Archives: Yamaha’s V-Twin Flat Tracker
In 1981 an impressive group of racing and tuning talent banded together, with Yamaha factory backing, and built a Virago XV750-based flat track racing machine. The effort, inspired initially by the wishes of Yamaha dealerships across the country wanting to see Kenny Roberts back in AMA Grand National competition, was headed by racing legends Kenny Roberts and Mert Lawwill and backed by a vastly experienced crew that included Dick Mann, Bud Askland, Mike Libby and C.R. Axtell. A hoped side benefit of the Yamaha XV dirt track project was making the engine available to privateer teams for under $2000, this at a time when it cost $5000 for an XR750 motor. Yamaha shipped in 75 motors for just that purpose, yet for all the promise the XV project held it ultimately was abandoned after two years of development by some of the best in the business.
Archives: Yamaha’s V-Twin Flat Tracker
In 1981 when the XV project came to fruition, Kenny Roberts was primarily still focused on winning the FIM 500cc Motorcycle Grand Prix Championship. That meant Lawwill was doing the bulk of the overall development work on the XV, Lawwill and Mann were working on cradle frame and suspension while Axtell was on the dyno trying to coax a wide and strong powerband from the Yamaha V-Twin. Handling the riding chores on the prototype Yamaha XV750s were Yamaha factory contracted riders, veteran Mike Kidd and up-and-coming rookie expert Jimmy Filice.
The XV750 was Japan’s version of the American XV920. In the U.S. the bikes were shaft driven, but in Japan, both shaft and chain-driven versions were available. Modifications to the XV to make it ready for racing included an aluminum left side cover that helped narrow the engine width. That also meant moving the ignition and alternator. Since the XV’s stock crank was overbuilt to handle the power of a 920 and even 980cc version (sold in Europe) the crankshaft and lower were deemed strong enough for racing the 750cc version. The XV flat tracker used two 38mm Dell ‘Orto carbs. One issue with the XV motor for racing was the rear cylinder exhaust exited the back of the head, meaning the pipe had to be bent and shoe-horned between the gearbox and swingarm. The routing blocked airflow and also meant the rear cylinder ran considerably hotter than the front requiring the rear cylinder to use a different cam than the front. The front camshaft drove the repositioned ignition. Both cylinders had dedicated points and coil.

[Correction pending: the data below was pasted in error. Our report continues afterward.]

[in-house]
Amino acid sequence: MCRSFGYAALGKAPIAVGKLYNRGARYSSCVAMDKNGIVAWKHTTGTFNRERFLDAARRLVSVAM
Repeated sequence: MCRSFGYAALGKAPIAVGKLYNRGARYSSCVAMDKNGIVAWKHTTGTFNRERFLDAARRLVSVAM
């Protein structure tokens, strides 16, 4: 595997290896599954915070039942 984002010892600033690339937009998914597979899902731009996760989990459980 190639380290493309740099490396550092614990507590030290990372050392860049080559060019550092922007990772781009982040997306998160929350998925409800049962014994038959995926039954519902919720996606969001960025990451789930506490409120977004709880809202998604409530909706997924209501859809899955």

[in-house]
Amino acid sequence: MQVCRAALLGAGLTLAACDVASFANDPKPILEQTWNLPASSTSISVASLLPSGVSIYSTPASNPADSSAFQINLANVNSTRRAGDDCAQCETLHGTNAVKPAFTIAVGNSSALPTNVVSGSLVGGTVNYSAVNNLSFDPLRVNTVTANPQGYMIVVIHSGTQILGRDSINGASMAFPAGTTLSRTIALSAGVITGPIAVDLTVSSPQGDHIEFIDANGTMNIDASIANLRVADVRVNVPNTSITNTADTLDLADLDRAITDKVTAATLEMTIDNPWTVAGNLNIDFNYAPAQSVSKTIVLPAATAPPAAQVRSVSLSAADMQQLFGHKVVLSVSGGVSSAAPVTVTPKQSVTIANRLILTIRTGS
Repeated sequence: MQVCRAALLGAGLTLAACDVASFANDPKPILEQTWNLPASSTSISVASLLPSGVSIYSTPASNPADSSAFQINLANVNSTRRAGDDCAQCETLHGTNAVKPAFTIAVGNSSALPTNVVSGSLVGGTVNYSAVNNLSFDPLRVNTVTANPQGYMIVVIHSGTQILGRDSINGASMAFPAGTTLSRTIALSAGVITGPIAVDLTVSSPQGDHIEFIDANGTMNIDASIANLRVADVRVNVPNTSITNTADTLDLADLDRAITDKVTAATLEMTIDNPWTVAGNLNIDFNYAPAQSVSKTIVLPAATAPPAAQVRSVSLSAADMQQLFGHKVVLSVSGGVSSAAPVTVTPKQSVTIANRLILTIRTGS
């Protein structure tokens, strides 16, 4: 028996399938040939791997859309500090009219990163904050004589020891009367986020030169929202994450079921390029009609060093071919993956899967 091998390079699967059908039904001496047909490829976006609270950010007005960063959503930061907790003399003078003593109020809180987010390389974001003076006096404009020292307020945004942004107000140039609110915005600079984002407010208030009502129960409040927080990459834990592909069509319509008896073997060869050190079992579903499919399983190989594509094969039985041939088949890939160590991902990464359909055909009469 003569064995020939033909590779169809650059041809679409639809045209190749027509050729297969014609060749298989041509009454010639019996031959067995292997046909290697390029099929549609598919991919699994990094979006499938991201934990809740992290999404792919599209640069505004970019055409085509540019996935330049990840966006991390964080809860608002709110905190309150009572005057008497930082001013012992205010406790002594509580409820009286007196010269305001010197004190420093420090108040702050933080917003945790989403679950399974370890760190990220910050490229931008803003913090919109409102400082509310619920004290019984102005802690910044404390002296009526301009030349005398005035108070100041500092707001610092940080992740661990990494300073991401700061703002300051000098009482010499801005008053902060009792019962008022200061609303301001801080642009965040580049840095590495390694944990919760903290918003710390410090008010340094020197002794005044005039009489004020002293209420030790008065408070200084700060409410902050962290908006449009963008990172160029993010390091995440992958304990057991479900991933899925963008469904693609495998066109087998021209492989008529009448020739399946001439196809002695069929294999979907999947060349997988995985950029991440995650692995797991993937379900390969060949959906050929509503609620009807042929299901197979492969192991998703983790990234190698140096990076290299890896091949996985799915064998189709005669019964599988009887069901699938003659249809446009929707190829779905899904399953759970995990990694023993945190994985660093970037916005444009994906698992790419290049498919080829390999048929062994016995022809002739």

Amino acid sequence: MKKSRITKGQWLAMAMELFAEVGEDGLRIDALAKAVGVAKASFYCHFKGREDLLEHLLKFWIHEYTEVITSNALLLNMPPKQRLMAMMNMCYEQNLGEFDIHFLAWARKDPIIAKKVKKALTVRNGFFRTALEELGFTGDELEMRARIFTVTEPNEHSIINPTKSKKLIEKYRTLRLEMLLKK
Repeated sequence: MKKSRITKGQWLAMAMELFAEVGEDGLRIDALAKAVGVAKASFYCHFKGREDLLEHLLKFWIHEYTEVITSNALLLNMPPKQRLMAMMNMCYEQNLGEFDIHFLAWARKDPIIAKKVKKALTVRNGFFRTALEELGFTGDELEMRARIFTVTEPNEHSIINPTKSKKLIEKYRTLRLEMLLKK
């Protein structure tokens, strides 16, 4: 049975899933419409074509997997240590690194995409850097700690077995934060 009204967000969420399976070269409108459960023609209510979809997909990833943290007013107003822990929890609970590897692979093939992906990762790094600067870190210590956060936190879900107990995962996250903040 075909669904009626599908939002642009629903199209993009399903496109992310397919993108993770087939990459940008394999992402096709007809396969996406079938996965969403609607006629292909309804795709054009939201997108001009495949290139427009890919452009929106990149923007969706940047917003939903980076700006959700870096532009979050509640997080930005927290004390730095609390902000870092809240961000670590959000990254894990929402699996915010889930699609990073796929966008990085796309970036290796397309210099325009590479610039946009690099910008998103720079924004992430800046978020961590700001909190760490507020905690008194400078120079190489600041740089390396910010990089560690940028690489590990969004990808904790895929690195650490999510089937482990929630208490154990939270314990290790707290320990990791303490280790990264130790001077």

Horsepower was rumored to be in the same ballpark as an XR750, which at the time was 80 horsepower give or take. Lawwill said the XV engine could conservatively go 100 race miles between rebuilds.
One oddity with the XV was that the engine ran backwards, meaning the crank spun in the opposite direction of the wheels. Lawwill and crew initially dismissed the effect this would have on handling, but Kidd said he felt the backwards spinning motor caused the bike to stand up in the turns.